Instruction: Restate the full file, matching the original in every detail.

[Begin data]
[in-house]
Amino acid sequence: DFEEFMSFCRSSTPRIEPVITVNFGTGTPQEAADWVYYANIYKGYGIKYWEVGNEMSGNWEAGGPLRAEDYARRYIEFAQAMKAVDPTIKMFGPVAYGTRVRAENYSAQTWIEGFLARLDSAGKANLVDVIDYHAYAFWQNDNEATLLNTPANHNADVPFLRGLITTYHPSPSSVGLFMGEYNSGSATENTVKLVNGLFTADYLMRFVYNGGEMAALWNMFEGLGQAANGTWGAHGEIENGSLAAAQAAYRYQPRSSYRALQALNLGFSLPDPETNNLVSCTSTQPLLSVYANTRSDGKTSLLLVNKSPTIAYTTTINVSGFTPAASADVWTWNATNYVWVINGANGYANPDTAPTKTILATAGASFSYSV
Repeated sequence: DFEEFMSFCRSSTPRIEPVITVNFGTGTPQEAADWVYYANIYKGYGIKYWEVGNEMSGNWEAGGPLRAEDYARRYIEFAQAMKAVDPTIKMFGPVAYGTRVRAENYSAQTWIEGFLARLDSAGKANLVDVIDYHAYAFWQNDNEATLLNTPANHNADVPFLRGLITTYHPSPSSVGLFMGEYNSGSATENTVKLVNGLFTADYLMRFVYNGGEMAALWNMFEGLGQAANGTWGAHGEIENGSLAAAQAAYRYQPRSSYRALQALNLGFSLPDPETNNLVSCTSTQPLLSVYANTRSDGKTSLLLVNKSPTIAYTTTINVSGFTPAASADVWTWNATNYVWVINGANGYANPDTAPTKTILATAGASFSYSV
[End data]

[in-house]
Amino acid sequence: DFEEFMSFCRSSTPRIEPVITVNFGTGTPQEAADWVYYANIYKGYGIKYWEVGNEMSGNWEAGGPLRAEDYARRYIEFAQAMKAVDPTIKMFGPVAYGTRVRAENYSAQTWIEGFLARLDSAGKANLVDVIDYHAYAFWQNDNEATLLNTPANHNADVPFLRGLITTYHPSPSSVGLFMGEYNSGSATENTVKLVNGLFTADYLMRFVYNGGEMAALWNMFEGLGQAANGTWGAHGEIENGSLAAAQAAYRYQPRSSYRALQALNLGFSLPDPETNNLVSCTSTQPLLSVYANTRSDGKTSLLLVNKSPTIAYTTTINVSGFTPAASADVWTWNATNYVWVINGANGYANPDTAPTKTILATAGASFSYSV
Repeated sequence: DFEEFMSFCRSSTPRIEPVITVNFGTGTPQEAADWVYYANIYKGYGIKYWEVGNEMSGNWEAGGPLRAEDYARRYIEFAQAMKAVDPTIKMFGPVAYGTRVRAENYSAQTWIEGFLARLDSAGKANLVDVIDYHAYAFWQNDNEATLLNTPANHNADVPFLRGLITTYHPSPSSVGLFMGEYNSGSATENTVKLVNGLFTADYLMRFVYNGGEMAALWNMFEGLGQAANGTWGAHGEIENGSLAAAQAAYRYQPRSSYRALQALNLGFSLPDPETNNLVSCTSTQPLLSVYANTRSDGKTSLLLVNKSPTIAYTTTINVSGFTPAASADVWTWNATNYVWVINGANGYANPDTAPTKTILATAGASFSYSV